Concept | Model summaries within the visual ML tool¶
The Summary panel of the Report page displays general information about the model, such as the algorithm and training date. In addition, the report page also contains sections relating to the model interpretation, performance, and detailed information about the model.
Model interpretation (explainability)¶
In the Explainability section, the Feature importance tab displays three charts, with each giving more details about the model behavior and the relationship between input data and output predictions.
The first chart, the Absolute feature importance plot, measures how strongly each variable impacts the model predictions. In the chart below, the Number of inpatient visits feature has the strongest relationship with hospital readmission rates.
Scrolling down, the Feature effects and Feature dependence plots allow you to dig deeper into feature importance to help evaluate the model’s predictions.
The Feature effects plot shows how individual feature values affect the predictions. Each point represents one row in the dataset, and the color reflects the feature’s value. The farther away from center, the more that point affected predictions, either positively or negatively.
The Feature dependence chart allows you to plot the Shapley value, or a measure of each value’s importance in the model, as a function of a selected feature in the dataset.
In versions 12.0 and above, Dataiku automatically produces the three feature importance plots for all algorithms except K-nearest neighbors and support vector machine models, which both require long computation time. You can compute feature importance after training KNN and SVM models in Model Reports, but be aware it will take longer.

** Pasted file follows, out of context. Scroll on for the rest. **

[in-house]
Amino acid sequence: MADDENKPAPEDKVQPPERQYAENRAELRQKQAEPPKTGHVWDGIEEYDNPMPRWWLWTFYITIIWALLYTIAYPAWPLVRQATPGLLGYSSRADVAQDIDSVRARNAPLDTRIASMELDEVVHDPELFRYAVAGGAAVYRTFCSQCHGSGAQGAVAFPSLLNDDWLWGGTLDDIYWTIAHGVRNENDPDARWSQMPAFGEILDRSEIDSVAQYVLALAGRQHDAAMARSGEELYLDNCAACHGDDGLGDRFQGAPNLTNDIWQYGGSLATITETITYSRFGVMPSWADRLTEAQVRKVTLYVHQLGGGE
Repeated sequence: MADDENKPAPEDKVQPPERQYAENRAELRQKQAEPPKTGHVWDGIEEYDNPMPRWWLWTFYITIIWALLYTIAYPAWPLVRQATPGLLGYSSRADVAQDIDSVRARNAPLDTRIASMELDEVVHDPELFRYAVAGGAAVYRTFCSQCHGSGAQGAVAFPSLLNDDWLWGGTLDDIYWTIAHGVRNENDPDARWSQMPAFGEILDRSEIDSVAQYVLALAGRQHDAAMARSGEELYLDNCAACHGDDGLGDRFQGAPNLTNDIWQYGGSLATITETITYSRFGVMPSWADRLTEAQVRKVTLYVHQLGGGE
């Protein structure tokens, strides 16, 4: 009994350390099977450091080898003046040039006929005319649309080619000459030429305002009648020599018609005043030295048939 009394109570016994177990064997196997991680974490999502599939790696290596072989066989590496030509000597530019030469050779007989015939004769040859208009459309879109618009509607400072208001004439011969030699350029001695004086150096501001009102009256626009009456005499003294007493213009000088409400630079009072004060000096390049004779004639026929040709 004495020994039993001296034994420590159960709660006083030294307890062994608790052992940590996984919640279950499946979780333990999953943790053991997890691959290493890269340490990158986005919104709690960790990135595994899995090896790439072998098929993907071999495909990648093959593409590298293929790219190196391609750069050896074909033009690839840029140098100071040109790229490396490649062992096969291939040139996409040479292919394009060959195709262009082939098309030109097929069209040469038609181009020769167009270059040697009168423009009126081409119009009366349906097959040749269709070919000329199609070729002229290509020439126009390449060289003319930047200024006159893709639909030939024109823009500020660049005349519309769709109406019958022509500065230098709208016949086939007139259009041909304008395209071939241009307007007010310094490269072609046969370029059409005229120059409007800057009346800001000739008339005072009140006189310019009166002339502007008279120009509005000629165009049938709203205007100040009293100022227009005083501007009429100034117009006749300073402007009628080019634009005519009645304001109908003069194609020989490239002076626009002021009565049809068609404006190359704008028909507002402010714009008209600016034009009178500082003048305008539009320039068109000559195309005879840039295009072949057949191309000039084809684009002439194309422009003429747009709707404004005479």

For tree-based models, you can opt to view feature importance calculated via Shapley values, which produces the three plots, or by Gini importance, which produces only one plot.
Partial dependence plots help us understand the effect an individual feature has on model predictions. For example, computing the Partial dependence plot of the Age feature reveals the likelihood of hospital readmission increases approximately from age 60 to 80.
Subpopulation analysis allows us to assess the behavior of the model across different subgroups. For example, we can analyze the model performance based on Gender. The results show similar model behavior across genders, with a slight decrease in performance for male patients.
While global variable importance can be a useful metric in determining overall model behavior, it does not provide insights into individual model predictions. Dataiku allows users to generate individual prediction explanations. For example, we can see which features most influenced our model’s prediction for individual patients.
The Confusion matrix compares the actual values of the target variable with the predicted values. In addition, Dataiku displays some associated metrics, such as precision, recall, and the F1-score. For example, the confusion matrix shows that our model has a 44% false-positive rate, and a recall of 84%.
By default, Dataiku displays the confusion matrix and associated metrics at the optimal threshold (or cut-off). However, manual changes to the cut-off value are reflected in both the confusion matrix and associated metrics in real-time.
The Decision chart tab displays a graphical representation of the model’s performance metrics for all possible cut-off values.
The Decision chart also shows the location of the optimal cut-off (based on the F1 score), which is 0.35 for our XGBoost model.
The Lift charts and ROC curve are visual aids that can be used to assess the performance of a machine learning model. The steeper the curves are at the beginning of the graphs, the better the model.
The Density chart illustrates how the model succeeds in recognizing and separating the classes. While in a perfect model the probability densities for the different models would not overlap, this is almost never the case for models trained on real data. For our XGBoost model, we are able to observe two distinct distributions, with their medians separated by a 12% predicted probability.
Finally, let’s explore the Model Information section. The Features panel includes information on feature handling, as well as a list of all preprocessed features. For our XGBoost model, we can see that the Encounter ID feature was rejected, while the Number of emergency visits was processed as a numeric feature and standardized.
The Algorithm panel contains information on the optimum model resulting from the hyperparameter grid search. For our XGBoost model, we can see that Dataiku selected the XGBoost model with a Max tree depth of